Others disagree, saying a company can spend millions on branding and marketing or use that money for a domain name that provides the equivalent. “Lycos went out and spent tons of money to brand their dog to get people familiar with their business,” said John Beausang, CEO of Cyberfinancial.net and owner of Stocks.com. “Or you can type ‘stocks’ into an Internet browser and our site will be the first to pop up.”
Beausang has the domain name Stocks.com for sale on GreatDomains.com for $2.5 million. He also owns Bonds.com and several other names.
Keeping it simple Beausang is not alone among believers of the value in a strong name. When Bank of America bought the domain name Loans.com last January for $3 million–the second-highest amount paid in public auction ever–the banking giant said it wanted to build its online business and hoped to start with an easy and accessible domain name.
And clearly the immediate traffic was a factor when eCompanies bought Business.com for $7.5 million in 1999, reported to be the highest price ever paid for a domain purchase.
“Loans.com was getting three to four thousand hits a day. Bank of America, they were able to justify that expense,” said Jeff Tinsley, CEO of GreatDomains, which hosted the sale of the name. “That’s the case with many of these really good domain names.
“Some of these names are so good that people are just typing the name into their browser,” he added.
Still, the average price paid for a domain name slipped by $10,000 between July and August at GreatDomains, which also facilitated the sale of Loans.com. The mediam price, a more accurate measure, fell during that same period by $1,000. So far this year, the median price for all domain names sold is $3, 315.
Tinsley says that more transactions are taking place, only for less money per name.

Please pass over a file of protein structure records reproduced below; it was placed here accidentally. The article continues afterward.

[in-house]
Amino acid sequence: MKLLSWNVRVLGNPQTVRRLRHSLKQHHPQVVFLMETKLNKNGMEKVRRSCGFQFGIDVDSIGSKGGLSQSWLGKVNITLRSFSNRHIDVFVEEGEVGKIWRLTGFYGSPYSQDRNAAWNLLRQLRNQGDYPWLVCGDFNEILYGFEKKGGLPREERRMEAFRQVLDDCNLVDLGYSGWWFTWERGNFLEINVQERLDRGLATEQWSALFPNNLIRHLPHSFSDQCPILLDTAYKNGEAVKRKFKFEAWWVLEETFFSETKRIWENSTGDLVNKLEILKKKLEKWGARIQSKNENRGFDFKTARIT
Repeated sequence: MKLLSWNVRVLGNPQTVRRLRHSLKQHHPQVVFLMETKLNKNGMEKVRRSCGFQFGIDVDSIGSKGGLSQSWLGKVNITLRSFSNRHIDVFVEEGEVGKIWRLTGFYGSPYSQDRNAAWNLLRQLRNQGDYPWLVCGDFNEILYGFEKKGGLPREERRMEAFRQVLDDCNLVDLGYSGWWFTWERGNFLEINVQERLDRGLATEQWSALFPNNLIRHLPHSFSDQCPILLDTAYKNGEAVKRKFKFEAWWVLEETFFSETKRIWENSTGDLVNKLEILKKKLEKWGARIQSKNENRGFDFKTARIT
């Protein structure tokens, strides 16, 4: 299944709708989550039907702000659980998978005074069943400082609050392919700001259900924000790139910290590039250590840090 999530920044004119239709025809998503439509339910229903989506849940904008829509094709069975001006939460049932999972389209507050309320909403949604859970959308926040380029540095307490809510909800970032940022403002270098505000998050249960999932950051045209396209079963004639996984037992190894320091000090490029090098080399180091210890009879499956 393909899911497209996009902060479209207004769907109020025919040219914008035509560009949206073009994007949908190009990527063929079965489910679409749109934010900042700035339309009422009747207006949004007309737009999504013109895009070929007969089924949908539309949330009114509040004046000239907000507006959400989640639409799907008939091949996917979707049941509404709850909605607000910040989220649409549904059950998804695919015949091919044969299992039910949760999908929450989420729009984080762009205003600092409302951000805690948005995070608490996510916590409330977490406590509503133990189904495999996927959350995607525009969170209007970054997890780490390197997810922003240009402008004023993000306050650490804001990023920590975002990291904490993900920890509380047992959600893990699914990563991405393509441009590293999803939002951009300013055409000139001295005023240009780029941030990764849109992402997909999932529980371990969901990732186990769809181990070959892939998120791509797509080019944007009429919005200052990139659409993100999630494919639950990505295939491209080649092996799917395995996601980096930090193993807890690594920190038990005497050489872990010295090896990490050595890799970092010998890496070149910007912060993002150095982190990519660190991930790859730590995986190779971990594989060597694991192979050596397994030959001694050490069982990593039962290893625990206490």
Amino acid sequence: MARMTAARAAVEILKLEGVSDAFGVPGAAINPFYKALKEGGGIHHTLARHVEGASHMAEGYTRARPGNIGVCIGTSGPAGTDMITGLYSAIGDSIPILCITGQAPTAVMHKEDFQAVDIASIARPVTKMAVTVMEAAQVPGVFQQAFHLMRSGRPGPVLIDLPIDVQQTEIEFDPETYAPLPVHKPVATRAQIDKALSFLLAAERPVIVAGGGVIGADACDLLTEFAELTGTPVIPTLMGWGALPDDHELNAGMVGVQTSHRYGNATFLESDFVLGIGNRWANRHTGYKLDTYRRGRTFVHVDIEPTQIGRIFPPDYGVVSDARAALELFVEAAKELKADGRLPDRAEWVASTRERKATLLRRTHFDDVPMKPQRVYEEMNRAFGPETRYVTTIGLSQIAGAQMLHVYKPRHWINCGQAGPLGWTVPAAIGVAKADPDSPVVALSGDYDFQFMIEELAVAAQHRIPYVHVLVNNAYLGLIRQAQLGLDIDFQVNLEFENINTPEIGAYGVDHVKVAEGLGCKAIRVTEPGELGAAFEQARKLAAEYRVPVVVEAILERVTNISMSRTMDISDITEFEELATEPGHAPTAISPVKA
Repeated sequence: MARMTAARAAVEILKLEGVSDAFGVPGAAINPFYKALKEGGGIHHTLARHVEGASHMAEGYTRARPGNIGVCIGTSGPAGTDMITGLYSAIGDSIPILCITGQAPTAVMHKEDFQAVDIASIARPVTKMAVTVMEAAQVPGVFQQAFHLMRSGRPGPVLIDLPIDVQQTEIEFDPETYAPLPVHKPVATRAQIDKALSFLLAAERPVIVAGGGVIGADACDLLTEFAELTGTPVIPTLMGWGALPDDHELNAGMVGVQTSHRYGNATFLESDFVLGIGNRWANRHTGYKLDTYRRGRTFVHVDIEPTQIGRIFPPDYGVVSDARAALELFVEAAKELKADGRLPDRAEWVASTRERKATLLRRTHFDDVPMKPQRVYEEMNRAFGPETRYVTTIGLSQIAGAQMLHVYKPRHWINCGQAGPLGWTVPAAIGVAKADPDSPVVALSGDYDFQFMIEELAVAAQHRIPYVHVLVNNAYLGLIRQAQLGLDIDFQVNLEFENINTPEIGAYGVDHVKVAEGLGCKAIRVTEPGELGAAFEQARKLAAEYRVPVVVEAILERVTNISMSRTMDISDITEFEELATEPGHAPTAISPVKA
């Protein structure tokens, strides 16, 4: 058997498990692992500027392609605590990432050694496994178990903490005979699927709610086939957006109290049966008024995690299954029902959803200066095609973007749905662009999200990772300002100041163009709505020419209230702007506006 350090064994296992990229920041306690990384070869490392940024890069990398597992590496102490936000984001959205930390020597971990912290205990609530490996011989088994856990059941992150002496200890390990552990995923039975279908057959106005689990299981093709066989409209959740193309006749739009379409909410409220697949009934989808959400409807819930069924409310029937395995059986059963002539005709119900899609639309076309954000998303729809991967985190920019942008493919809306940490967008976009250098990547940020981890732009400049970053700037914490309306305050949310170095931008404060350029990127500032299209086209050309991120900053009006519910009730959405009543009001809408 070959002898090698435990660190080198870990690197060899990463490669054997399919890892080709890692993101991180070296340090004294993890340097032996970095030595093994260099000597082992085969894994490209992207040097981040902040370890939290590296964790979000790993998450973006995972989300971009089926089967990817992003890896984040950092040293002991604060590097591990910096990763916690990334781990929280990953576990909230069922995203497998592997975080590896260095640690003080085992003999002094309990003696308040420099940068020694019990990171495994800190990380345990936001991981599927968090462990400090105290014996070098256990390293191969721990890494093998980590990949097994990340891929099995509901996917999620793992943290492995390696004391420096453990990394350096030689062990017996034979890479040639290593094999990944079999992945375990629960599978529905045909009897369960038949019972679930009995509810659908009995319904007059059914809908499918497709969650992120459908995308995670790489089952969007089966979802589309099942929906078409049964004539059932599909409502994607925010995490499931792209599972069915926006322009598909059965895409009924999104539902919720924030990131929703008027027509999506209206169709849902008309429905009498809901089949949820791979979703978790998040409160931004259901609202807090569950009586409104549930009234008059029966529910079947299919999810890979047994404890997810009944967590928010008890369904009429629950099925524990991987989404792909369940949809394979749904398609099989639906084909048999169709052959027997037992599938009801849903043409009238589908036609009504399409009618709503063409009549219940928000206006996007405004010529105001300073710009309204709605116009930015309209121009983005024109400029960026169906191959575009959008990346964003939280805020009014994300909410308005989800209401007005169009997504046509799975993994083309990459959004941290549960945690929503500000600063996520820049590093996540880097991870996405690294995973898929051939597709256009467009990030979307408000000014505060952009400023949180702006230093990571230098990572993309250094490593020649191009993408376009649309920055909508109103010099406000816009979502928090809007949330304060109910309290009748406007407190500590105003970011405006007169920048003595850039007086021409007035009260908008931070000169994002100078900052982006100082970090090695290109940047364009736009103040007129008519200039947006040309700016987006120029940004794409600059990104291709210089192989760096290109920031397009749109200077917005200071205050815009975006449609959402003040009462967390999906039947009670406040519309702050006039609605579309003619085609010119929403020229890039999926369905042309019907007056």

Whether the days of million-dollar domain sales are over depends on factors such as how many people are willing to second-hand shop.
Like physical real estate, even the most coveted domain names can be expected to resurface on the market at some point, as people and companies die.
But Charles P. Waite, a partner with Olympic Venture Partners, believes some names will be tainted by the struggles of the original owner. In fact, he is funding an Internet company that falls under the domain of gardening. Despite the catchy brevity of Garden.com, Waite said he wouldn’t consider buying the name, should it go up for sale.
“I don’t think even if it were available at a reasonable price I would take it because the company would have to spend so much more on re-branding and marketing,” Waite said. “This is a problem I think you’re going to see.”
Peter Sisson, CEO of WineShopper.com, agrees. His company recently merged with Wine.com, and the combined entity will adopt the domain name Wine.com. However, Sisson does not imagine that he would want to sell the domain name WineShopper.com or that anyone would want to buy it.
“I don’t think we see it as an asset that had value for selling,” Sisson said.
Ultimately, Sisson believes that a company’s actual domain name will give way to an Internet dominated by keyword searches, voice activation and other tactics. The URL, he predicts, will be “a passing theme.”